Table of Contents
I recently finished retouching an image and got a quite big response and people asking for how to’s. I decided to explain my thoughts on the retouching process so maybe some things will become more obvious why I made certain changes. And because there is so much to cover I decided to split this among 3 Parts. Starting out with High-End Retouch RAW Conversions explained. Part 2 is gonna deal with the decisions made with cropping and composition and Part 3 will be dealing with changing a lighting situation and light behavior.
For me, RAW Conversions are a very important part and take me a while because those create my base file in Photoshop I am working from. I always care about image quality so I try to squeeze as much data from the raw material as possible. I also try to get as much done as possible before sending data to Photoshop.
Now…I know some people already have tried to follow my retouching on this image. So, I will give you guys some links to get the file from and I will give some explanations along so it may be easier to recreate.
The first resource I recommend is the Free RAW files provided by us. It is a great resource for learning and you will get some nice raw files for free.
On the left side is the image out of cam. No adjustments made except white balance. And on the right side, you can follow my processing.
So now what influenced my decisions on the adjustments? The photographer and I decided to take this to the darker side. Dramatic and moody. And my intention was to expand the dynamic range as much as possible and get more or smother value transitions all over the range.
You might see some shadow detail clipping but at this stage, I do not bother. The skin contrast was what I cared about because I was thinking about getting that data back from another raw. As well as the blown-out areas on the rings.
We definitely had some highlights clipped and I also was not satisfied with the amount of detail in the brighter parts of her skin so it was necessary taking them down.
You can follow the snapshot for more detailed information on how I set the sliders.
And then back in Photoshop, I set this layer on top using a black mask and then painting with white to show where and how much I want this layer to be visible.
And so, I tend to build the best possible data to retouch from
As seen before we’ve lost a bit shadow detail in our base RAW conversion. So now it is time to get some detail back.
All adjustments were made just for the darker areas like between the hand and jaw and for some hair detail. My intention was to darken the background and having her head, nose highlights the brightest parts of the image falling off to the edges so details in the shadows become important.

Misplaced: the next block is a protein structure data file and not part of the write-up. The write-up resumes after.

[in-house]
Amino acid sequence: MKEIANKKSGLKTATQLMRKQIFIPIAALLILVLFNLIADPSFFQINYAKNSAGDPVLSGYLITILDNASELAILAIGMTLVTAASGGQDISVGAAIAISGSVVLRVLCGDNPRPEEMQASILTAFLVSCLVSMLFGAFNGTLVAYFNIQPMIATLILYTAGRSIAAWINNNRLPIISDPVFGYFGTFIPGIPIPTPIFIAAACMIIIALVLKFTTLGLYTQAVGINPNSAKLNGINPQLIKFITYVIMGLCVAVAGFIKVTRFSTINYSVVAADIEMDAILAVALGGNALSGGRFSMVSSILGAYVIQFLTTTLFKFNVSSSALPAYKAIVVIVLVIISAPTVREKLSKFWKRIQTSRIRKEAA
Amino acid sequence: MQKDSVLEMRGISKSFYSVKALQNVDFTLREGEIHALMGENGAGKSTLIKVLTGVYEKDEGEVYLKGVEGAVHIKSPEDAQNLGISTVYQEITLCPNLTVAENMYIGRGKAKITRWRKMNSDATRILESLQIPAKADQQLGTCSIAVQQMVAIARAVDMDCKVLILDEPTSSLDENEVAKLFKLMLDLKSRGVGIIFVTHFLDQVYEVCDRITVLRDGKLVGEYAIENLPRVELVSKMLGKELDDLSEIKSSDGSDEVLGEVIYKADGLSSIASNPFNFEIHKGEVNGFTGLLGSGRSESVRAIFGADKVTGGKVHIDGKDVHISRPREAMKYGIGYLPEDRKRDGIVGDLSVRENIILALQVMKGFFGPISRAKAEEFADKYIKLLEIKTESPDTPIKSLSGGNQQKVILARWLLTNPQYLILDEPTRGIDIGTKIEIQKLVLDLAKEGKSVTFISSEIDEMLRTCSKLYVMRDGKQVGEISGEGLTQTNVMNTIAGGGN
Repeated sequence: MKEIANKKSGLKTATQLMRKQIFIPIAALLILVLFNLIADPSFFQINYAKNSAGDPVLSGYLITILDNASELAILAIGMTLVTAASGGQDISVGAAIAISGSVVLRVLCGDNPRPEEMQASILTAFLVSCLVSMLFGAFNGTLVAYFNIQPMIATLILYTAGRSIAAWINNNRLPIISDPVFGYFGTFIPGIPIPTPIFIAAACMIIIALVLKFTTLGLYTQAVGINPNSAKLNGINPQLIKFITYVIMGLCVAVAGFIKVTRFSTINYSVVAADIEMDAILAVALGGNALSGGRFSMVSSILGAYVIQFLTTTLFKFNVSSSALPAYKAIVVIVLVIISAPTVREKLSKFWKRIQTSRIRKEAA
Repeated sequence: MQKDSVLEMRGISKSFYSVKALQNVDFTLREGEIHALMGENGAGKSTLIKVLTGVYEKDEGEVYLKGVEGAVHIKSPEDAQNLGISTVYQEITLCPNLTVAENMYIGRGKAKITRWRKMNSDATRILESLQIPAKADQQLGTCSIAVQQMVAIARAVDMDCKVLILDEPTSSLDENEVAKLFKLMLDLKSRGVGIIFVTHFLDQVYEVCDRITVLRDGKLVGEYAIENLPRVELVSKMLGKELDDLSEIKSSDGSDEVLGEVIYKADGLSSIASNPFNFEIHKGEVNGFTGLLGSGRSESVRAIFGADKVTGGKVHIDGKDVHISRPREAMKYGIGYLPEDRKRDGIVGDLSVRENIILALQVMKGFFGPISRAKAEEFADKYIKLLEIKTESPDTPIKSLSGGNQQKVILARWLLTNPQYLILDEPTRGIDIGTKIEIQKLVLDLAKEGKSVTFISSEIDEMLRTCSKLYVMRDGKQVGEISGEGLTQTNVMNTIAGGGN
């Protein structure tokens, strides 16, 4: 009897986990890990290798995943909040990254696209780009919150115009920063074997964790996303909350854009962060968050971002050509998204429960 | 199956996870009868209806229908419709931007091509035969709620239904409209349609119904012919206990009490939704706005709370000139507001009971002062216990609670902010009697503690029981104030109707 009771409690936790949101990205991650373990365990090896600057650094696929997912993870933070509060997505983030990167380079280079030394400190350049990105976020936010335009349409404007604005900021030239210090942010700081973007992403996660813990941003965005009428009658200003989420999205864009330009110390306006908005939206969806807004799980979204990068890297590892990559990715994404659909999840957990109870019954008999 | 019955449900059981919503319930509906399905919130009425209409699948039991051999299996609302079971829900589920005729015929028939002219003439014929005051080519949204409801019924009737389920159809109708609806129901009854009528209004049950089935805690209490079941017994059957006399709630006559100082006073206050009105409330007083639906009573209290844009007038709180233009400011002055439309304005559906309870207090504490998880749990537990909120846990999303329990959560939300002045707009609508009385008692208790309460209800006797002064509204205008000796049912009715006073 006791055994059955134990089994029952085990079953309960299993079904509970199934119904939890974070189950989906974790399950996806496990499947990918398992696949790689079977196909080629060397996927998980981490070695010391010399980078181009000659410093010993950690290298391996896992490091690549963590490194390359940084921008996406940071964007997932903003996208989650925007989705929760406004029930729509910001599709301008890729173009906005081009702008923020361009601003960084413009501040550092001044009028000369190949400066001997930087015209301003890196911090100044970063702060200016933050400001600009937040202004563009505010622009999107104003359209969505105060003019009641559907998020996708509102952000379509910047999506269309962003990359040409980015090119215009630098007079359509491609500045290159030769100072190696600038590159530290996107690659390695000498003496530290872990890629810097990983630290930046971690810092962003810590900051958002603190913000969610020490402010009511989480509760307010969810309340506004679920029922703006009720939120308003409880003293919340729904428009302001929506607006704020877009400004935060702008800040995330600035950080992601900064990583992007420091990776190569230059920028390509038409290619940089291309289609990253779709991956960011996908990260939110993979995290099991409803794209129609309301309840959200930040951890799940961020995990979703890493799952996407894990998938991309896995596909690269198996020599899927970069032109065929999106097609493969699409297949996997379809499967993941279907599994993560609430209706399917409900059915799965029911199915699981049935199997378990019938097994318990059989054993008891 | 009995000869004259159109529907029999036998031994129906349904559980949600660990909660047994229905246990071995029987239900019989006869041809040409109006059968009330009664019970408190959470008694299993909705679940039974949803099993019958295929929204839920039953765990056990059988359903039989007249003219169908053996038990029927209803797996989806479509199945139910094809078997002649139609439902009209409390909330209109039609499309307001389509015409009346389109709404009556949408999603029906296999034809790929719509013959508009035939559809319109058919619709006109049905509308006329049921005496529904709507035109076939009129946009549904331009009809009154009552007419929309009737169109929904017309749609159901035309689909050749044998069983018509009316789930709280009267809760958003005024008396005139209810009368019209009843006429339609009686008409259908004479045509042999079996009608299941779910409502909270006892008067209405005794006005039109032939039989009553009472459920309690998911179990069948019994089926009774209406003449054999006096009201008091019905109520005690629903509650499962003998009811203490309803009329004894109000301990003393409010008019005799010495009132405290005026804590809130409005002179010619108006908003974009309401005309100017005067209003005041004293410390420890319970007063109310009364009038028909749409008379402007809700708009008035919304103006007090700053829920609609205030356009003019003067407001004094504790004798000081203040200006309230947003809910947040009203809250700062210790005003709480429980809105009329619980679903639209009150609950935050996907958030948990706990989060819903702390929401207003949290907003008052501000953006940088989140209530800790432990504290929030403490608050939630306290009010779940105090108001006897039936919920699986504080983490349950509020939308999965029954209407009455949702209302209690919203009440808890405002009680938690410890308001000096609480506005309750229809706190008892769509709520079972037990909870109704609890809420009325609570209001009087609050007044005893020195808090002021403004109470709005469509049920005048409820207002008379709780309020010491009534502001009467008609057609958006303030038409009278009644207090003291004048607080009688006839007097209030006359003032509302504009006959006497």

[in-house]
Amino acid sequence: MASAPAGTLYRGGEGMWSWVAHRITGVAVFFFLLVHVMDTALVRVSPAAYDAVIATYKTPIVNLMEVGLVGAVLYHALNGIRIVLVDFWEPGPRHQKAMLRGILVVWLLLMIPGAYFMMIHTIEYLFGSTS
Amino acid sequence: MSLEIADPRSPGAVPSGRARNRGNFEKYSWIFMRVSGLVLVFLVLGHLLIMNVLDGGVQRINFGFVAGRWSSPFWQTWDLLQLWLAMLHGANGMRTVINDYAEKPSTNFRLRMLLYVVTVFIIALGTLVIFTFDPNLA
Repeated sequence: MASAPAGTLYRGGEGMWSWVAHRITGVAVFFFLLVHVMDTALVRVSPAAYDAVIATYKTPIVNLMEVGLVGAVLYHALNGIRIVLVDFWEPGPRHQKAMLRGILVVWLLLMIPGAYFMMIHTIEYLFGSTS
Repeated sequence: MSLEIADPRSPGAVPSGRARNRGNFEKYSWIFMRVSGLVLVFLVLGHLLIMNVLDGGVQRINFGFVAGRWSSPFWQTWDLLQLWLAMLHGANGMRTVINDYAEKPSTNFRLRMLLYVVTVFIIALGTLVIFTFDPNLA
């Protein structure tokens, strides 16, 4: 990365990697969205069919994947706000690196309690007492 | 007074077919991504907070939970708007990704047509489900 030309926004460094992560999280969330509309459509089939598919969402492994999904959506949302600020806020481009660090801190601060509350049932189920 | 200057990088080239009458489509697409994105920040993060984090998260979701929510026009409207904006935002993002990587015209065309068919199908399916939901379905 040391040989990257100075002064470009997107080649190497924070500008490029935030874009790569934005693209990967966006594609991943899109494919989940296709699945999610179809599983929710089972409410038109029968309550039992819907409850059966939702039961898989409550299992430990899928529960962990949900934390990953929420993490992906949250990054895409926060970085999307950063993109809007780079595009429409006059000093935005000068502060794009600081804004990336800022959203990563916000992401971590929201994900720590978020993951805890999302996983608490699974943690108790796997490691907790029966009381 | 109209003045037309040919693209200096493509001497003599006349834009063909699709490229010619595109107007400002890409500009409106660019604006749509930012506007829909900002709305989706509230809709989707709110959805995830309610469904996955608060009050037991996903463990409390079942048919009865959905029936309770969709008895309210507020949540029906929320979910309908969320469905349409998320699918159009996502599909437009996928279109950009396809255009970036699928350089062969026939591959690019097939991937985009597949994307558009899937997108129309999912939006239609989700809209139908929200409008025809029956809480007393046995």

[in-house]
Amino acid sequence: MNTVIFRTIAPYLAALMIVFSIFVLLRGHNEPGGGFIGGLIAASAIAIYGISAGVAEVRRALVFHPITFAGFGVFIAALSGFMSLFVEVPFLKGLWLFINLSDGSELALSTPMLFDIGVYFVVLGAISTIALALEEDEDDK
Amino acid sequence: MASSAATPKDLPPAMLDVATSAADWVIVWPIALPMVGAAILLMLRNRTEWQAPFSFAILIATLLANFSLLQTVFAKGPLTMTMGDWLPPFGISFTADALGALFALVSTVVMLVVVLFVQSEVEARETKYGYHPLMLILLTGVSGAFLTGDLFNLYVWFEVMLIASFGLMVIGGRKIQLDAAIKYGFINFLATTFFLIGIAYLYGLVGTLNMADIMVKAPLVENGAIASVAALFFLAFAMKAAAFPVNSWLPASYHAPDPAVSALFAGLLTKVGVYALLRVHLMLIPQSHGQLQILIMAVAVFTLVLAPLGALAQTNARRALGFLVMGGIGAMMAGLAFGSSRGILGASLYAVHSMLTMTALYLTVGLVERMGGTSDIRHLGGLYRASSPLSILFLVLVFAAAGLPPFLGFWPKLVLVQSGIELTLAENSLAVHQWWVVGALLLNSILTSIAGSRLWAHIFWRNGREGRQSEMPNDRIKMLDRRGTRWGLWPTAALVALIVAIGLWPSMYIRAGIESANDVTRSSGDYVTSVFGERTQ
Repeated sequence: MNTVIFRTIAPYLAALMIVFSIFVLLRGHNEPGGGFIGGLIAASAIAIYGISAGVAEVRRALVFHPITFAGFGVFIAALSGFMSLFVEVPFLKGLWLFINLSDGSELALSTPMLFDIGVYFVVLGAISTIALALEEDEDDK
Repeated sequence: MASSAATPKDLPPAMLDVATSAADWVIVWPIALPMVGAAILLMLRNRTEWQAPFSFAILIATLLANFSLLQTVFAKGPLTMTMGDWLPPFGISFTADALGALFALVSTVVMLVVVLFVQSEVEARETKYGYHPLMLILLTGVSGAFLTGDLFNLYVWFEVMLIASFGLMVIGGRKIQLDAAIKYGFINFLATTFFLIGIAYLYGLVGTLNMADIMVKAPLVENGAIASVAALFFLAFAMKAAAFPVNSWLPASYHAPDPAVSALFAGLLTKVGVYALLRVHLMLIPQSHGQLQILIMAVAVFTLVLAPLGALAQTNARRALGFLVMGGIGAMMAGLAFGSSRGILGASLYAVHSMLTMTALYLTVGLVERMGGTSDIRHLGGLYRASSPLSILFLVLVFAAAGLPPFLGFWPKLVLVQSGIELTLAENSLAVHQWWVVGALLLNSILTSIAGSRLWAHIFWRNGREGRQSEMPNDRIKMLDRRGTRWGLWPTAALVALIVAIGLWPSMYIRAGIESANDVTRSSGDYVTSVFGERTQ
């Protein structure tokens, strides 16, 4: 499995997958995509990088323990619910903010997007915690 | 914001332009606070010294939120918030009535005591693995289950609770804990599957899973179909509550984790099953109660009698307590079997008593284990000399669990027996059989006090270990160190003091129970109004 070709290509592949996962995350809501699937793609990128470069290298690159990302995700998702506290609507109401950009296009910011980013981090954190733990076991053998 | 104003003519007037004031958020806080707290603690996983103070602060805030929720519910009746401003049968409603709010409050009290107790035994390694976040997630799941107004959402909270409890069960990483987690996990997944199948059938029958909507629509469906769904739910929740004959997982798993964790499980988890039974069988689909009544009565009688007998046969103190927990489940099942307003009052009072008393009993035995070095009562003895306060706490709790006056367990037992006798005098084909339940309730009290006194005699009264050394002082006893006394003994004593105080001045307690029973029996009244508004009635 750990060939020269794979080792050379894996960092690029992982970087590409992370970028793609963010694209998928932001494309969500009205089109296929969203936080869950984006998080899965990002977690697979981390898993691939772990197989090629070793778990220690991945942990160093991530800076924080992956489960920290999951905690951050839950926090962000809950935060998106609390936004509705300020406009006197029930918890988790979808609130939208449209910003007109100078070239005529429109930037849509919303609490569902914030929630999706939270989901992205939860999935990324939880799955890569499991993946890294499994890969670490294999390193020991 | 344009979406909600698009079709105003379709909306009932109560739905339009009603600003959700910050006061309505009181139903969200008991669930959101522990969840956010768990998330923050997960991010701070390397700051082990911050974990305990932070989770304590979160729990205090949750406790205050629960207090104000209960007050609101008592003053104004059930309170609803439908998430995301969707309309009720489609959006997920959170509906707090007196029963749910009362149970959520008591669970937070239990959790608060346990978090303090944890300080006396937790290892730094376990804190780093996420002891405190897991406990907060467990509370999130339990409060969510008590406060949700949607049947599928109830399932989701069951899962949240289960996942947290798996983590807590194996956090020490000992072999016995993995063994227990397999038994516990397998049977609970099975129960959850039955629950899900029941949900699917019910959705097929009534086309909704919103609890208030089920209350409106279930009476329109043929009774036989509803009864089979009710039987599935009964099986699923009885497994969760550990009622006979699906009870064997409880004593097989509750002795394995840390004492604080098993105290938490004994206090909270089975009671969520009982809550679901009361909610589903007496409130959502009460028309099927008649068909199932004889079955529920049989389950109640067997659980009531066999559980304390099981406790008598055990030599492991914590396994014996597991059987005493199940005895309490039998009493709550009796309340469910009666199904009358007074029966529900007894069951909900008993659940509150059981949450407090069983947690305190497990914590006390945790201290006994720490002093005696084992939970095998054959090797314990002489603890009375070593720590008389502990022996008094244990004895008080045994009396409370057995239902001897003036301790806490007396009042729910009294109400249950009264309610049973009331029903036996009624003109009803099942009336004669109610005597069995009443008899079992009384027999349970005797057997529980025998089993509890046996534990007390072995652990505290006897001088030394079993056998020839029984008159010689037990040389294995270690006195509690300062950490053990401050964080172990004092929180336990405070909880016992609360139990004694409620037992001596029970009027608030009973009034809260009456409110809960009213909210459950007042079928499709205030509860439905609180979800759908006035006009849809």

As you might see, I never had to go crazy on any adjustment slider because we’ve had a good capture with plenty of data to play with. Most data lies in the upper 20% of the histogram, so, it is better to overexpose an image. Although, we’ve decided to darken everything in post-production. But there is so much data helping us to increase contrast and still having smooth gradations. This is something I always have in my mind when shooting for myself. Always expose for your shadows.
As I said before, I try to get some things done before working in Photoshop. So why shouldn’t we brighten up the eyes using raw data?
Playing with the sliders in the details tab I found that they benefit from noise reduction. The brightening adds noise in the shadows so this was a way to get rid of it and the structure in the eyes had become more painterly.
In general, this might cut detail, but the radius was just perfect for this and I decided to do some d&b and sharpening on the eye structure later in Photoshop to enhance this effect.
Reminder on Color Spaces
Here is a comparison with the same data displayed in sRGB. Because this usually is our output color space it is important to take in consideration that you might clip some data. In this case, the eyes are totally fine but always keep in mind that there are certain issues coming with using larger color spaces and if you are not familiar with color management then I suggest using sRGB would fit you best and will cause you fewer problems.
Comparison Out Of Cam vs Blended RAW Conversions
Preview Part II
Part Two will be about the decisions I made with cropping and some general information about compositional rules and how they can be applied on that image. So we see what makes sense and why it may work or may not work with the goals we want to achieve.
Hope there was some useful information for you guys and some try to recreate the image. =)